The average life expectancy of an English cat in the snake infested, hungry and wild area we were living in could be measured in weeks. Clearly they had not seen a cat like Sooty before. He laid waste to a wide area around the house, neighbouring gardens and the surrounding scrubland. After a couple of weeks there was nothing left to crawl or slither around the place.

He got bored and started new games like taunting the next door Doberman guard dogs. He would sit on an overhanging tree branch just high enough that the dogs could not quite reach him. They tried and tried until finally Sooty lowered himself a little further. The dogs never knew what hit them. As their slavering jaws strained upwards he simply raised his paw and slashed his claws across their noses. The neighbour presented me with the vet’s bill and had to admit that our three kilo cat had hospitalised his two guard dogs that both needed stitches. We did not speak much after that.

Sooty had loads of adventures in Zambia before we returned with him to the UK. He got stuck in drains, choked on a preying mantis; fell into the pool and everything in between. I will describe some of the mayhem he caused in another episode! Finally we had to get him out in a hurry because of a spreading outbreak of rabies and he ended up with his own seat on a light aircraft out of the country. Only the best for Madame’s cat!

He died a few years later at our home in Hampshire. The vet said it was feline leukaemia. I reckon it was more likely to have been boredom. He had a great life as his passport will testify!

As I said at the very beginning the British are mainly very attached to their pets but that can equally be said of a German I met in Zambia. He had bought a local German Shepherd as a guard dog and fell in love with it. He went on leave back to Germany and returned with a young and very attractive bride. Unfortunately the dog did not think so.

Every morning he would set off to work and his wife would have to lock herself in the house as the dog would try and set about her as soon as the car was around the corner. When he came home again the dog would be sweetness personified and go to her to be stroked. This went on for over a week until one day the dog got in to the house and bit the poor girl quite badly. Enough was enough and she gave him an ultimatum. It was her or the dog. He thought for the briefest moment and she caught the next flight to Germany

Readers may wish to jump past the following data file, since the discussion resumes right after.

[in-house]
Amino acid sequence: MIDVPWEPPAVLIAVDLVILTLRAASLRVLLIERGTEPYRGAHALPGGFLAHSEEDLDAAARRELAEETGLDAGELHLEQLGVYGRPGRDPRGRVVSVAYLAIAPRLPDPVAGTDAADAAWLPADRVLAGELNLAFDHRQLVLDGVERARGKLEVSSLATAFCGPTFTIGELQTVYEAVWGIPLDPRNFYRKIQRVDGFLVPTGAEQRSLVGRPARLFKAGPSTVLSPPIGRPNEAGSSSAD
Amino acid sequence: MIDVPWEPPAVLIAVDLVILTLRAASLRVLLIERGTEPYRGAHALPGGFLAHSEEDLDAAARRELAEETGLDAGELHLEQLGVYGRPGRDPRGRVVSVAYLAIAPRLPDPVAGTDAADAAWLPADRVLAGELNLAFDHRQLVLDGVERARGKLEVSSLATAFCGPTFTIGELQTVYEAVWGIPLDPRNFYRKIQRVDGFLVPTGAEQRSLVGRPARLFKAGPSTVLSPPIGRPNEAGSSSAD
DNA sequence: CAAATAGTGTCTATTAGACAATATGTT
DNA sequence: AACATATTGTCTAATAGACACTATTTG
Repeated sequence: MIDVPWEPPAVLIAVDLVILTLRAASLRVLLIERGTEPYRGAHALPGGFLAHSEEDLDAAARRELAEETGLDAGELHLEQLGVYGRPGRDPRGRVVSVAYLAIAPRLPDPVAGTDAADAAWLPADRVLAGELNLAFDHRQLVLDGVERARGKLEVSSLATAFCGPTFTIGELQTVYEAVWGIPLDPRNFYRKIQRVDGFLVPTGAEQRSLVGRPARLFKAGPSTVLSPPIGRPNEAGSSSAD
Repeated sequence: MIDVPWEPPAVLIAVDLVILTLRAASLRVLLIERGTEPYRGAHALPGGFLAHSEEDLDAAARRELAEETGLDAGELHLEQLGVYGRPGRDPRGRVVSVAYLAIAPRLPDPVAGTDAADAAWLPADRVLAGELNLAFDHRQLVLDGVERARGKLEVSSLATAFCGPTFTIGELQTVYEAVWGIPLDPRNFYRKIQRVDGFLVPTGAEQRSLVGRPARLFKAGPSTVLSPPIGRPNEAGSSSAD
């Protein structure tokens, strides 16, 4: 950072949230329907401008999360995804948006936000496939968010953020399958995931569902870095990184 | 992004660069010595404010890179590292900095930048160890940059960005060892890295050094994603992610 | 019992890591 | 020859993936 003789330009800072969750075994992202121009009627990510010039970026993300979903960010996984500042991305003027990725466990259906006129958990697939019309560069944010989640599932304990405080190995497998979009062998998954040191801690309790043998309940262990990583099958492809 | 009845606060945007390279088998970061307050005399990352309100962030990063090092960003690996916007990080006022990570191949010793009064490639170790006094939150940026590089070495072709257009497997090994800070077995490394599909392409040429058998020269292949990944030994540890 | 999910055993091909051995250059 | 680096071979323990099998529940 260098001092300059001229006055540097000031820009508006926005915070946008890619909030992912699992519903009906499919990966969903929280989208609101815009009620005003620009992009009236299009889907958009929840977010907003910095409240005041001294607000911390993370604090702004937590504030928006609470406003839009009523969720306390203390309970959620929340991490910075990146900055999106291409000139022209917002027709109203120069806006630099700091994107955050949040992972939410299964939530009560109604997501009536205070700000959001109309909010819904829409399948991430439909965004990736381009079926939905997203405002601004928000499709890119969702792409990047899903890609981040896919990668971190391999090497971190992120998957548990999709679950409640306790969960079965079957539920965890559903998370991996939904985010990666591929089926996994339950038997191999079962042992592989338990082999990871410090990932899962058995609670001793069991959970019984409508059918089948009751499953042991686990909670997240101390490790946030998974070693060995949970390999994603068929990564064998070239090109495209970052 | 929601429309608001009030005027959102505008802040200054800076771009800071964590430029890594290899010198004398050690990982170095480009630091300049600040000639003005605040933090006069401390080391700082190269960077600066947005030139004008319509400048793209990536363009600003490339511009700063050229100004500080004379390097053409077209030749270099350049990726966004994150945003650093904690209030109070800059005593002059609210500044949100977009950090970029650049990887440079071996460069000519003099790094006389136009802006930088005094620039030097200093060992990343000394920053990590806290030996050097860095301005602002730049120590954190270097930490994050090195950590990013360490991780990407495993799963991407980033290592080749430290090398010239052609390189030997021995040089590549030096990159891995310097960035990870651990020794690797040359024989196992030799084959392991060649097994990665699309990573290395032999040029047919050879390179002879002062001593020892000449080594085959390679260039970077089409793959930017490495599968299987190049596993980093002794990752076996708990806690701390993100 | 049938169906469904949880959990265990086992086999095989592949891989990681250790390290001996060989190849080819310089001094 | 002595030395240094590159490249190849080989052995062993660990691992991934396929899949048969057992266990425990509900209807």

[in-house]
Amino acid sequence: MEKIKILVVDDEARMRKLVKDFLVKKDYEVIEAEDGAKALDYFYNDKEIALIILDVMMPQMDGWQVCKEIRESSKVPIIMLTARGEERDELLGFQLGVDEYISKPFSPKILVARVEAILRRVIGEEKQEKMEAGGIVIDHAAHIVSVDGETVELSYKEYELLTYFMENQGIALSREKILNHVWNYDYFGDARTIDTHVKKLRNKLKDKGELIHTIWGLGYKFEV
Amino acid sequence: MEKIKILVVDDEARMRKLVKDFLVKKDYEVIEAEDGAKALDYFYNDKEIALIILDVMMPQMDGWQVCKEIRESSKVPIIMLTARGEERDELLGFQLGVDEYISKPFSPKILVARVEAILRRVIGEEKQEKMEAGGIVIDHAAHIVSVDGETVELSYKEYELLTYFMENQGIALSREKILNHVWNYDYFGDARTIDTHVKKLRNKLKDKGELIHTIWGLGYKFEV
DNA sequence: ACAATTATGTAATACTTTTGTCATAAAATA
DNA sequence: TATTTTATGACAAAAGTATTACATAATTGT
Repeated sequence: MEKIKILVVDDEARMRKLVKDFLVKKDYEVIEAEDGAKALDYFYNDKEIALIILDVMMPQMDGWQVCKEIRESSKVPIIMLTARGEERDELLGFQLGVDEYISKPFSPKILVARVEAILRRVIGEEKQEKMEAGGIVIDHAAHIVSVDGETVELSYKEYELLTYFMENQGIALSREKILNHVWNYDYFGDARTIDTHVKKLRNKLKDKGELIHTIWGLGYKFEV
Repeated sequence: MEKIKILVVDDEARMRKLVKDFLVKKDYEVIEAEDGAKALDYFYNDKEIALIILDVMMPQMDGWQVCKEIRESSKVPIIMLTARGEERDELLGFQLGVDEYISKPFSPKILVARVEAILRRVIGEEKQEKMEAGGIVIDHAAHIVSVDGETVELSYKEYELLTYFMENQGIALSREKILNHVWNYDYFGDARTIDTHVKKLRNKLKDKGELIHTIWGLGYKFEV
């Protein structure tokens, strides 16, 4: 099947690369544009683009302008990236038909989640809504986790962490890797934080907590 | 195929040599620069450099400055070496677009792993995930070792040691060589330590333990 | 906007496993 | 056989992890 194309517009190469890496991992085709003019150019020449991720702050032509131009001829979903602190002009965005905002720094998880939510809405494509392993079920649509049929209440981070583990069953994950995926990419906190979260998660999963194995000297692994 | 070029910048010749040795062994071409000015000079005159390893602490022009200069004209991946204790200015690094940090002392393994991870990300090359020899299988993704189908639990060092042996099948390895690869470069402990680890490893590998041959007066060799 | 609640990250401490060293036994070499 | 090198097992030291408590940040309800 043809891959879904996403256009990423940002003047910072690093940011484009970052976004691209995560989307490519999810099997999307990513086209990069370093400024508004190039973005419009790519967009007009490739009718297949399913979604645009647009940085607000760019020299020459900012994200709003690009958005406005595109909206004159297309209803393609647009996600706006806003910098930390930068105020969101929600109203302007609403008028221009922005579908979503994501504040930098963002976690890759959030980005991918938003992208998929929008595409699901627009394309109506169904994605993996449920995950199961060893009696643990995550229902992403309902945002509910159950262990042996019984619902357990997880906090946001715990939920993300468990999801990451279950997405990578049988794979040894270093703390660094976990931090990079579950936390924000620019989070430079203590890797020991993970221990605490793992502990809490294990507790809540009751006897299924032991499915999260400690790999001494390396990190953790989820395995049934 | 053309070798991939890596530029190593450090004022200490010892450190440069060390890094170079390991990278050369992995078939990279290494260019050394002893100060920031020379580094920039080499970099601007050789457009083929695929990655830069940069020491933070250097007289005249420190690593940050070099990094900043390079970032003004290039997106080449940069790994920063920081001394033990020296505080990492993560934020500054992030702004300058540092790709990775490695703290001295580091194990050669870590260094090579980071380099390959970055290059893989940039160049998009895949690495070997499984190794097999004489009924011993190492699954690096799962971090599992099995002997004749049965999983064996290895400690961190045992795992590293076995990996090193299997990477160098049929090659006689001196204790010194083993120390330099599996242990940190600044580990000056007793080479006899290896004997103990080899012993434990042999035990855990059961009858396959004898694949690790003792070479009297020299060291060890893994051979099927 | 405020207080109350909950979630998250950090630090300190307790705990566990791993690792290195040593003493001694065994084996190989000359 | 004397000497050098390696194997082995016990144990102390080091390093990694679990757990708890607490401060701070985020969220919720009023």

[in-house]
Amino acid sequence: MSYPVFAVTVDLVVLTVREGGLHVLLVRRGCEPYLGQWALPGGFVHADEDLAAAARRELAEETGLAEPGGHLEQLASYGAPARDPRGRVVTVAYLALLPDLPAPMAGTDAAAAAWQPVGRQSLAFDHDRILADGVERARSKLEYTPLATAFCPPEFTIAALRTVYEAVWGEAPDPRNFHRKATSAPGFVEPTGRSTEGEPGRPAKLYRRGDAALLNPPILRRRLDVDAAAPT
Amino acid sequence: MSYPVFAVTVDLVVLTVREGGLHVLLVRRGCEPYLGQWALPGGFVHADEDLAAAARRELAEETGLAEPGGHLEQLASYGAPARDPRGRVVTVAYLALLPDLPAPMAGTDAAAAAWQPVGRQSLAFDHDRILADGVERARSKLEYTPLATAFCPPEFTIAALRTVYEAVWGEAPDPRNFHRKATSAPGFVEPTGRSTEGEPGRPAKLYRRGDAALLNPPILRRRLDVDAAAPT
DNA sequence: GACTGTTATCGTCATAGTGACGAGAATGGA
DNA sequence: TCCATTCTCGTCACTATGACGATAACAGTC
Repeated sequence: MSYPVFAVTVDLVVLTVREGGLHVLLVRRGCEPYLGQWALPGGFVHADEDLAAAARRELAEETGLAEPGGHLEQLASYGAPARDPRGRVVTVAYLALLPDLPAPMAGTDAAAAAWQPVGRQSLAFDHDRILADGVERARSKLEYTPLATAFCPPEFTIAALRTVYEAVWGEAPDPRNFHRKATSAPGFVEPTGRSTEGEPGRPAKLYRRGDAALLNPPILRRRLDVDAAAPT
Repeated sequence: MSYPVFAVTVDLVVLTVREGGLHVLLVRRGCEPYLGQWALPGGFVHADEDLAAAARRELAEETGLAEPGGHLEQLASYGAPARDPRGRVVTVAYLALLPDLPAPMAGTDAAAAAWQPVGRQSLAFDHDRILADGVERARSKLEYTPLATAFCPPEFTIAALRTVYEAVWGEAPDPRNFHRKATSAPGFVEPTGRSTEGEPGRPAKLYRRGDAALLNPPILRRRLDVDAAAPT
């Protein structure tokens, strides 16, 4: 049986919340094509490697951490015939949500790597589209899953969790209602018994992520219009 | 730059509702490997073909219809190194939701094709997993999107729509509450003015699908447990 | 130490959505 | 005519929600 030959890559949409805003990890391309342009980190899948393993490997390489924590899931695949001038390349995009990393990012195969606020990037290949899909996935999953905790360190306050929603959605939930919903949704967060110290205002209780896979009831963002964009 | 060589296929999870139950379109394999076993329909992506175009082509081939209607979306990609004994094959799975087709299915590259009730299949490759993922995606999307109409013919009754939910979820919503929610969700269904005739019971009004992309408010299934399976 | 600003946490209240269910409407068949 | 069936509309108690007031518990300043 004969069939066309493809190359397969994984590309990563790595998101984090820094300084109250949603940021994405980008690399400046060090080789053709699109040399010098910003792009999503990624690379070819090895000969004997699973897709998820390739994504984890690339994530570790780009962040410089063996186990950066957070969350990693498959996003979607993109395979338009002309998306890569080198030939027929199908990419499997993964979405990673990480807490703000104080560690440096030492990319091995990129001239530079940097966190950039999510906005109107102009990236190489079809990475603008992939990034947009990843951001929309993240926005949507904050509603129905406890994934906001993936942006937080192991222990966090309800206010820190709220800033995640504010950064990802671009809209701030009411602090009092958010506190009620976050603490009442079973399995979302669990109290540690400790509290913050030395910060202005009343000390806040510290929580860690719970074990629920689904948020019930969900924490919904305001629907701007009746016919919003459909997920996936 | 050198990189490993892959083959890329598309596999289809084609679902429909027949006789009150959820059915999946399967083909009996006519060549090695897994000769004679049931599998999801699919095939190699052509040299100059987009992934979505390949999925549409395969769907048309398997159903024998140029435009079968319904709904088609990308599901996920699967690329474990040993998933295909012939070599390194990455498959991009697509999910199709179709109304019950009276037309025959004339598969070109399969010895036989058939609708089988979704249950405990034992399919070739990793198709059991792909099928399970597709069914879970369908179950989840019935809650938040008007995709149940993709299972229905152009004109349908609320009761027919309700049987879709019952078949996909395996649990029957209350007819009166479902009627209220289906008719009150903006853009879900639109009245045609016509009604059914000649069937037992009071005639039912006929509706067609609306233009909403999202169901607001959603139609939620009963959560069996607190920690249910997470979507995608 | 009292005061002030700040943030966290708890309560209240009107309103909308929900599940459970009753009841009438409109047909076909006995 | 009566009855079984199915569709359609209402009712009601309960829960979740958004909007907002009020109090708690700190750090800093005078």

Corporate entertaining 1 - A few painful lessons learned

Now the whole thing about entertaining or being entertained is one networks, enjoys oneself, meets people and forms relationships beyond pure negotiation. If you are lucky you get all these things each and every time. If you are gaffe prone like me you can get into all sorts of trouble as I will explain by way of a few examples.

Hosting Golf:
My company used to invite its key clients to a golf day at one of the main prestigious courses every year. I got to front them as nobody else on the board played. The last one I hosted was at Moore Park in Hertfordshire and we spared no expense in making sure it went well. The trouble was that everything seemed to conspire to go wrong.

It was just one of those days. It started when the Chief Exec of one of our top clients got locked in the ancient toilet cubicles in the old manor house. It turns out he suffered horribly from claustrophobia and he went berserk in the tiny cubicle unable to climb out (he was large) and was finally rescued when we kicked in the door. He went straight home.

We had arranged for a chap to do our clubhouse scoring for us. He had a lot of kit including computers and TV monitors that he somehow managed to jamb into a small hatchback. We did not want him to disturb our guest so we told him to go behind the manor and reverse up to the sweeping outside staircase so that we could discretely unload through the French windows of our allocated room. I idly watched as he arrived and started reversing, and reversing, and reversing.

He must stop I thought otherwise he would back into the huge old and rare urn planter that was standing on a tall concrete plinth at the side of the staircase. But no. It all seemed to happen in slow motion as first the crunch and second the sight of the ancient urn fragmenting as it went through his back window and then his monitors. Horrendous and very expensive to put right.